Heat 4 tablespoons (60ml) rendered beef fat (if necessary, add vegetable oil to reach 4 tablespoons) in a large Dutch oven or heavy-bottomed stockpot over medium heat until shimmering. Add onions and cook, stirring frequently, until softened but not browned, 6 to 8 minutes. Add fresh chiles, garlic, and oregano and cook, stirring frequently, until fragrant, about 1 minute. Add chile purée and cook, stirring frequently and scraping bottom of pot, until chile mixture begins to fry and leaves a coating on bottom of pan, 2 to 4 minutes. Add chicken stock, chopped beef, beef bones, and bay leaves. Bring to a simmer, scraping bottom of pan to loosen browned bits. Reduce heat to lowest possible setting, add beans, and cook, with cover slightly ajar, until beans are almost tender, about 1 hour. Add crushed tomatoes and cider vinegar and cook, with cover slightly ajar, until beans and beef are fully tender and broth is rich and lightly thickened, 2 to 3 1/2 hours longer, adding water if necessary to keep beans and meat mostly submerged (a little protrusion is okay).
Using tongs, remove and discard bay leaves and bones. (At this point, any excess meat still attached to the bones can be removed, chopped, and added back to the chili, if desired.) Add vodka (or bourbon), hot sauce, and brown sugar and stir to combine. Season to taste with kosher salt, ground black pepper, and additional vinegar.
Serve immediately, or, for best flavor, allow to cool and refrigerate overnight, or up to 1 week in a sealed container. Reheat and serve with desired garnishes.
Smoky Beef Chili Mole
This recipe is based on a chili recipe by Bobby Flay and it's a favorite around here. This can also be made in the pressure cooker or a slow cooker. It's great with any of the black beans, Jacob's Cattle or Pinto Bean. Because the pintos and the tepary beans have drastically different cooking times we suggest pre-cooking the tepary beans, but the pintos or Jacob's Cattle can go into the chili dry.
- 1 pound Pinto Beans (dry) or 1 pound black tepary beans (soaked and cooked but still firm.)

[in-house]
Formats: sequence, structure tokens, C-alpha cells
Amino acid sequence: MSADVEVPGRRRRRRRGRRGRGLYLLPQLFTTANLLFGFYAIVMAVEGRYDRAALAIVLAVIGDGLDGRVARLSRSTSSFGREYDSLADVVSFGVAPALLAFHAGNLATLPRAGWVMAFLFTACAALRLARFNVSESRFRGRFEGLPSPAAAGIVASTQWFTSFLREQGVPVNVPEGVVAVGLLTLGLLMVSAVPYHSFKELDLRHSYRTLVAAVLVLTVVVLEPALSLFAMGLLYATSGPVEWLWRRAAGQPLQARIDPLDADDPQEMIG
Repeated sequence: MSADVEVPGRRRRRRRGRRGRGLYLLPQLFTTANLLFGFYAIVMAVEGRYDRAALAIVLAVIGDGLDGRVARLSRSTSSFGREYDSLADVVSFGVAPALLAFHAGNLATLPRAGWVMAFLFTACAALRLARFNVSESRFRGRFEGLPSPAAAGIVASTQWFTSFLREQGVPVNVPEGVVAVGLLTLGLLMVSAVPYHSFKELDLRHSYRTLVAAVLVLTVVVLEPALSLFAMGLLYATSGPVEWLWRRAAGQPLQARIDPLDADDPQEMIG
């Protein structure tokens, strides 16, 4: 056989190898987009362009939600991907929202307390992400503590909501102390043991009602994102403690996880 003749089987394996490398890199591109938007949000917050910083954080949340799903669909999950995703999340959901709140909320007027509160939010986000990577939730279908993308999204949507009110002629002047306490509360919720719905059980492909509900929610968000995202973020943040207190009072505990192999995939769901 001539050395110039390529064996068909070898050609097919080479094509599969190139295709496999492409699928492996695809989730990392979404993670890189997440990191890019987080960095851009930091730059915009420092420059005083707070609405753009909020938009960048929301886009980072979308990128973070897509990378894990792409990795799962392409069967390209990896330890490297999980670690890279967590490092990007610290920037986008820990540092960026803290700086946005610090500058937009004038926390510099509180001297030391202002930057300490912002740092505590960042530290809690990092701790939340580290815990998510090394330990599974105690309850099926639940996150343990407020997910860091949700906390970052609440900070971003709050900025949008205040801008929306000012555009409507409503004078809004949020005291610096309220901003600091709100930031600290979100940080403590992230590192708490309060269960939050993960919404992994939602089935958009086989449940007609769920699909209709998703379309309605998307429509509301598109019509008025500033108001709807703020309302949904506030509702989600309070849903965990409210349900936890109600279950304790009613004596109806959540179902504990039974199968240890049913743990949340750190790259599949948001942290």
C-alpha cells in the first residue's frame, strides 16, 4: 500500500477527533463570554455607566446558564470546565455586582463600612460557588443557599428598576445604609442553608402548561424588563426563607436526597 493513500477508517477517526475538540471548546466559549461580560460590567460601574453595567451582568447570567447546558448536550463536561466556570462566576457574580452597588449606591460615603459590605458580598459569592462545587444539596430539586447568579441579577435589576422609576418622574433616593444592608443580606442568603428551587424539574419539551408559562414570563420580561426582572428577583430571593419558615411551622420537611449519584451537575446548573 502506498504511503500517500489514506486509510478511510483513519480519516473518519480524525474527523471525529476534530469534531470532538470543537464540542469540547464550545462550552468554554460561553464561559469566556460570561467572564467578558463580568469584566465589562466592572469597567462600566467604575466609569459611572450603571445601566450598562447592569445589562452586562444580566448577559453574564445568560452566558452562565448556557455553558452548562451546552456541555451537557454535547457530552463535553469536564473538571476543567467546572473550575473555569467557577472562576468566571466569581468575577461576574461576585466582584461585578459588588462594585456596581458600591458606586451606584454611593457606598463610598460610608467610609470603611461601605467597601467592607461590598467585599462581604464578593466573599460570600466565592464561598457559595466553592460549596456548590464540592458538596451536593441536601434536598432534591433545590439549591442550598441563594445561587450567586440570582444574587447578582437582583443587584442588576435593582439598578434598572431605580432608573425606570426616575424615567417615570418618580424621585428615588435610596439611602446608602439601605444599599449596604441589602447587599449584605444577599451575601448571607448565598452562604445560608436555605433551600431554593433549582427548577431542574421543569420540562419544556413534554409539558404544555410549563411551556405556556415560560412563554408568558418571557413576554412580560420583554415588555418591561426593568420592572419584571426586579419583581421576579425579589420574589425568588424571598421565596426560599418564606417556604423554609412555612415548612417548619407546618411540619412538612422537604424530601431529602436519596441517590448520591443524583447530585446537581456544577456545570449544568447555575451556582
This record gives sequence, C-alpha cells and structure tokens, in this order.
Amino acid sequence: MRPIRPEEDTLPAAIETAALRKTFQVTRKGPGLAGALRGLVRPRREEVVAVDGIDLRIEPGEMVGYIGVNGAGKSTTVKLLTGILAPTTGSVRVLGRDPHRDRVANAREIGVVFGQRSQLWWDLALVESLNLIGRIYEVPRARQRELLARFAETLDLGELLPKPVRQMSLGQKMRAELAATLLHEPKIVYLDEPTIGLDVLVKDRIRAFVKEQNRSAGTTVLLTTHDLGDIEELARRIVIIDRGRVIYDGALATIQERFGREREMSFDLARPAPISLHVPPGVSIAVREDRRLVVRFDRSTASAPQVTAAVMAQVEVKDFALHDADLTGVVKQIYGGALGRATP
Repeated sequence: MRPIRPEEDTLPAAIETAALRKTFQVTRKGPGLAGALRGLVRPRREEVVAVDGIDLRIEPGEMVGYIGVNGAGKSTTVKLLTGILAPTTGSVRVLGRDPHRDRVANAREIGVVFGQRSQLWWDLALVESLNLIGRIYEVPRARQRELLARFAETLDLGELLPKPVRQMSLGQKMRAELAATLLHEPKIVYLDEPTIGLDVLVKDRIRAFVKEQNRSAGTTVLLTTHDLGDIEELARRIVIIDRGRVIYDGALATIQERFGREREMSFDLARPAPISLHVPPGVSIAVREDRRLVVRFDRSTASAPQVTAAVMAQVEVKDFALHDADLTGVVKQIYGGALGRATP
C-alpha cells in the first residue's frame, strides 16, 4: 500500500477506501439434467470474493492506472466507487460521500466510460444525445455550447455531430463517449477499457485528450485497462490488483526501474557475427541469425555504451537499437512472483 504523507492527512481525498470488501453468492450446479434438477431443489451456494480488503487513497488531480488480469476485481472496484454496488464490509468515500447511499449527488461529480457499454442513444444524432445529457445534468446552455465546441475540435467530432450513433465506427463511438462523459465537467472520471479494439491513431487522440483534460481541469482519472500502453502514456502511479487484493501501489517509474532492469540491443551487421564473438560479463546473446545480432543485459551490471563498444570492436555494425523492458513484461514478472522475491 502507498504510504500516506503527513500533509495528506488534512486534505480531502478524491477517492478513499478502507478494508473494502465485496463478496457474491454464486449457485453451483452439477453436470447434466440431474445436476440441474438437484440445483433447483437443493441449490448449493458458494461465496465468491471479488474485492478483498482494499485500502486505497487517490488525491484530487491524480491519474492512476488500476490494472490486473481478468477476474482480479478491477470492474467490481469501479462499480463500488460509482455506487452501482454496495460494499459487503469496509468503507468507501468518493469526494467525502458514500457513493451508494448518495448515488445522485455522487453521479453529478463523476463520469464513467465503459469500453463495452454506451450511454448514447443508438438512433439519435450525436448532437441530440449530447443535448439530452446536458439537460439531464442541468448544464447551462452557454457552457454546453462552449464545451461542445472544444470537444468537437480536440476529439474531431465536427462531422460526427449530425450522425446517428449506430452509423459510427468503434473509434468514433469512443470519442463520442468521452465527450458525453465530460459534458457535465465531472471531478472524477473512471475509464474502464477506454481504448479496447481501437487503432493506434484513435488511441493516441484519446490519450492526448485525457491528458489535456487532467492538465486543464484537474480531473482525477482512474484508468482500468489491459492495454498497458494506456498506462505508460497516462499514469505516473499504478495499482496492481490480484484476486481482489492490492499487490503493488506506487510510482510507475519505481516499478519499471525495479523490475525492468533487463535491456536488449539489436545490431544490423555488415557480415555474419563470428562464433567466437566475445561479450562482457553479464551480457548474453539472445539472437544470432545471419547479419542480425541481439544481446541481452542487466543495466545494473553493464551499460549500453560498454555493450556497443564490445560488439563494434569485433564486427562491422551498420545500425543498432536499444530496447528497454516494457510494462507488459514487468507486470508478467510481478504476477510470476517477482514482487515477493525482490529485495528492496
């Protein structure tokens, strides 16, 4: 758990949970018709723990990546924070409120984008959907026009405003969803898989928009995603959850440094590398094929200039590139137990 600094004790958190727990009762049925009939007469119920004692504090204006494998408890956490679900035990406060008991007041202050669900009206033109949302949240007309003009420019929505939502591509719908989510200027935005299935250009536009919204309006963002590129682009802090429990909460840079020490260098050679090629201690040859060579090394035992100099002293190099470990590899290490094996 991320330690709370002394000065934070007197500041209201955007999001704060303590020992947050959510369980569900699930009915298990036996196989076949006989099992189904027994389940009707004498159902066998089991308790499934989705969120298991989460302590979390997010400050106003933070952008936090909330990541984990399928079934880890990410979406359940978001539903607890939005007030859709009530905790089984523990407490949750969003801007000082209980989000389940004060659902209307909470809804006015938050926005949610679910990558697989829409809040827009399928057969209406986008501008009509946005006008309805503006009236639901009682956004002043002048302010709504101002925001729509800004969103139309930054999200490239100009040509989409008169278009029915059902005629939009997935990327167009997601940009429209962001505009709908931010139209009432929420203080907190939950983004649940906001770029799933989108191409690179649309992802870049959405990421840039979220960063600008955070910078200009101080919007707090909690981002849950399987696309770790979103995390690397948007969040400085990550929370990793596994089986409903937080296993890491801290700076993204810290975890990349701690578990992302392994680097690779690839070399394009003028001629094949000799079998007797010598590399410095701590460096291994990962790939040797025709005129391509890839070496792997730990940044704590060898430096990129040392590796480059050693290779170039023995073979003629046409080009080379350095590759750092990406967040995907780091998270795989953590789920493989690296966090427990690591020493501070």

- 7 tablespoons canola or vegetable oil
- 2 pounds bottom round beef, cut into 1/2 -inch cubes
- Kosher salt and freshly ground black pepper
- 2 tablespoons ground cumin
- One 12-ounce bottle dark beer
- 1 large onion, finely diced
- 4 cloves garlic, finely chopped
- 1 poblano, seeded and chopped
- 1 tablespoon ancho chile powder
- 2 tablespoons poblano chile powder
- 1 teaspoon Piment d'Ville smoky chili powder
- 5 cups homemade chicken stock, canned low-sodium broth or water
- One 16-ounce can whole tomatoes, drained and pureed
- 2 tablespoons finely chopped semisweet chocolate
- 2 tablespoons Sugar Bob's Smoked Maple Syrup
1. Heat up a large dutch oven with 2 tablespoons of vegetable oil. Season the beef with salt and pepper and brown on all sides and brown on all sides, draining any excess liquid.
2. Add the cumin and chili powders and stif well. Add one bottle of beer (we always use a mexican lager) and cook till the beer is reduced almost completely. Remove the meat from the pan and set aside.
3. In the same pan add the onions and peppers and saute until they are soft. Add the stock, tomatoes and beans. Bring mixture to a boil and then reduce to a simmer, covered for 45 minutes.
4. Add the beef back into the pot and simmer until the beef is tender and the beans are soft (about an hour). If the chili is too liquid remove the lid and return to a boil for 15 minutes.